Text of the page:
What Are the Brazil World Cup Protests All About?

An anti-FIFA sign was lying next to a burning Brazilian flag during a protest against the 2014 World Cup in Brazil. CRISTIANO BORGES/ REUTERS

Protests are raging throughout Brazil, with the kickoff to the 2014 World Cup now only days away. Even though Brazil is a country of soccer fanatics, officials are starting to worry that the protests will overshadow the whole tournament.

Here’s a breakdown of the situation in Brazil, if you’re just now tuning in to the drama:

Soccer in Brazil: Brazil loves it some fútbol. Their national team has won the FIFA World Cup five times, more than any other nation. Pelé, the top scorer of all time in the game, hails from Brazil (he’s basically the Wayne Gretzky/Babe Ruth/Michael Jordan of soccer). This is the first time the World Cup has been hosted in Brazil since 1950, and the first time a South American country has hosted since 1978.


The Stakes: Brazil hasn’t hosted the Cup, the most-watched televised sporting event in the world, in over 60 years. They probably want this to go well. For one thing, in the past year, Brazil’s status as a wunderkind of economic growth has been waning.

Its economy boomed throughout the 2000s, fueled in large part by their vast natural resources and investments from China. But in the past three years or so, that growth has slowed – their stock market has weakened, and inflation has caused prices to soar in the past few months. If the tournament goes well, though, it could help Brazil prove to global investors that, yes, sirs and madams, they still have it together.

Oh, and the month-long tournament is supposed to pull 3.7 million tourists to the country and bring in $3 billion in revenue. For all you non-billionaires out there, that’s some serious cash.

Why They’re Protesting: For a lot of Brazilians, the Cup has become a symbol of how their country’s economic boom hasn’t really improved their daily lives. Participants in the protests, which started in June 2013, say that the enormous amount of money spent preparing for the tournament and building stadiums (around $11 billion) could be better used on social programs for the poor.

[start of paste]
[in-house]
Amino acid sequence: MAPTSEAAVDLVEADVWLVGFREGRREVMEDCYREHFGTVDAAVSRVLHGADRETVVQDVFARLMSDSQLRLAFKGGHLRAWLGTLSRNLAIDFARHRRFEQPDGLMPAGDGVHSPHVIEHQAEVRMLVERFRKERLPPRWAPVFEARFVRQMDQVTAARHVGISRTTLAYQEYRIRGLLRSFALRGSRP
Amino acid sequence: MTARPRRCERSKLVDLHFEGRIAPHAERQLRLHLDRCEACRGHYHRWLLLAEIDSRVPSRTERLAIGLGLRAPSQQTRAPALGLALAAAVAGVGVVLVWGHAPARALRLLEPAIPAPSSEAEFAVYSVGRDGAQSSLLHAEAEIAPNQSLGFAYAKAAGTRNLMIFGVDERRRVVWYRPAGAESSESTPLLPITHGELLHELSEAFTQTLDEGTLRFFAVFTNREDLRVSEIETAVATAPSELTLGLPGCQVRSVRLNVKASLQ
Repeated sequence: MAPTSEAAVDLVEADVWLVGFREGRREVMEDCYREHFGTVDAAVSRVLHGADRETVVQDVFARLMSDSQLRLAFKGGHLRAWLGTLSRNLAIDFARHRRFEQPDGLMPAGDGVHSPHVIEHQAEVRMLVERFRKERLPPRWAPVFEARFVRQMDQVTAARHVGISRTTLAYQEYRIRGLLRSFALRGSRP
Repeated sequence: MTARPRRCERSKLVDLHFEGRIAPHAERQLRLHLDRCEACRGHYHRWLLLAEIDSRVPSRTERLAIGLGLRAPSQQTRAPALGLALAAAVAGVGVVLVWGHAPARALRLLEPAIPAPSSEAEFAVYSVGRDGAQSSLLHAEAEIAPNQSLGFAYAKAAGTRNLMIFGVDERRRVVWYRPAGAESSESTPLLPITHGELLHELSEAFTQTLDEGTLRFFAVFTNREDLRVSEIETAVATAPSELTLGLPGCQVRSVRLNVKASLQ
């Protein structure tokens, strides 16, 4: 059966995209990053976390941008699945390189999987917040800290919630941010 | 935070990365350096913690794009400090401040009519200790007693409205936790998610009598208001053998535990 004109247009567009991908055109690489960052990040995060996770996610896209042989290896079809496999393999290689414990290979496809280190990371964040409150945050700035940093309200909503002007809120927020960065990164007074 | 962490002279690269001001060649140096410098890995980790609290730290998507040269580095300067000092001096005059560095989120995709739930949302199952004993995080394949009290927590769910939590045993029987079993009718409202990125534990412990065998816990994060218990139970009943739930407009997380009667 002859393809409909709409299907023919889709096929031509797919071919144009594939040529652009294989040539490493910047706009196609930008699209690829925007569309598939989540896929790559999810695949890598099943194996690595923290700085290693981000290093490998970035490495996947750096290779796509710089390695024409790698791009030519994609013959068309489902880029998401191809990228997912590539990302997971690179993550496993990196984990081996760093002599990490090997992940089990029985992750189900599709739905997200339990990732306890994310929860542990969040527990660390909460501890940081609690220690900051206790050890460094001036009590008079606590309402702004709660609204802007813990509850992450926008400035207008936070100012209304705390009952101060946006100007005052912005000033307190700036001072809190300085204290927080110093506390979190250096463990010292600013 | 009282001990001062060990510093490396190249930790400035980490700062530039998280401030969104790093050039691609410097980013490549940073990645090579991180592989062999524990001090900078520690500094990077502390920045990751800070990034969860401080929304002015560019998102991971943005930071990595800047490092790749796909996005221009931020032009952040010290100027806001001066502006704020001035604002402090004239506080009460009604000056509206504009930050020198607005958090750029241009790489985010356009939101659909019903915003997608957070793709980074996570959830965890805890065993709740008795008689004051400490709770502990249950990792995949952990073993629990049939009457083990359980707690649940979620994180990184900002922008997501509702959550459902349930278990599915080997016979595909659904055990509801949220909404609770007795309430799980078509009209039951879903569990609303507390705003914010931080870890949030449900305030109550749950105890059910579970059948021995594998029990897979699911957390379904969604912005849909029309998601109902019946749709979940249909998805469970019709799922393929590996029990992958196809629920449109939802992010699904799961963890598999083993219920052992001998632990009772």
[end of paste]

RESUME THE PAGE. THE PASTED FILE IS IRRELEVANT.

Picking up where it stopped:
Even though poverty rates have gotten better in the last few years, economic inequality is a still a huge issue for Brazil. The World Bank estimates that nearly 16% of the country lives in poverty.

The Protesters: According to a study by the Pew Research Center published on Tuesday, most people in Brazil are not happy campers. 72% of people surveyed are “dissatisfied with things in Brazil today’’ (their wording, not mine), up from 55% a year ago. Six out of 10 Brazilians say hosting the World Cup is a bad thing for Brazil, because it’s taking money away from public services like health care and education.

There are a few big groups that have been organizing the protests. There’s the anarchist group Black Bloc, whose members cover their faces and are prone to window-smashing and arson.

The subversive online hacking community Anonymous announced that they’ll be launching an attack on the FIFA World Cup and its sponsors.

On June 3, the group Rio de Paz launched a bunch of giant balloons with crosses on them. The balloons were supposed to symbolize the thousands of people murdered each year in Rio due to a dearth of funds spent on security.

Past Protests: Soccer protests aren’t unprecedented in Brazil. Sparked initially by the rise in transportation fares during the Confederations Cup in 2013, thousands of people took to the streets of Rio de Janeiro. The public outcry soon began to spread across the country to encompass other issues, including government corruption and the initial estimates for the cost of staging the 2014 World Cup. Over 10 people died then, and over 650 people were arrested.



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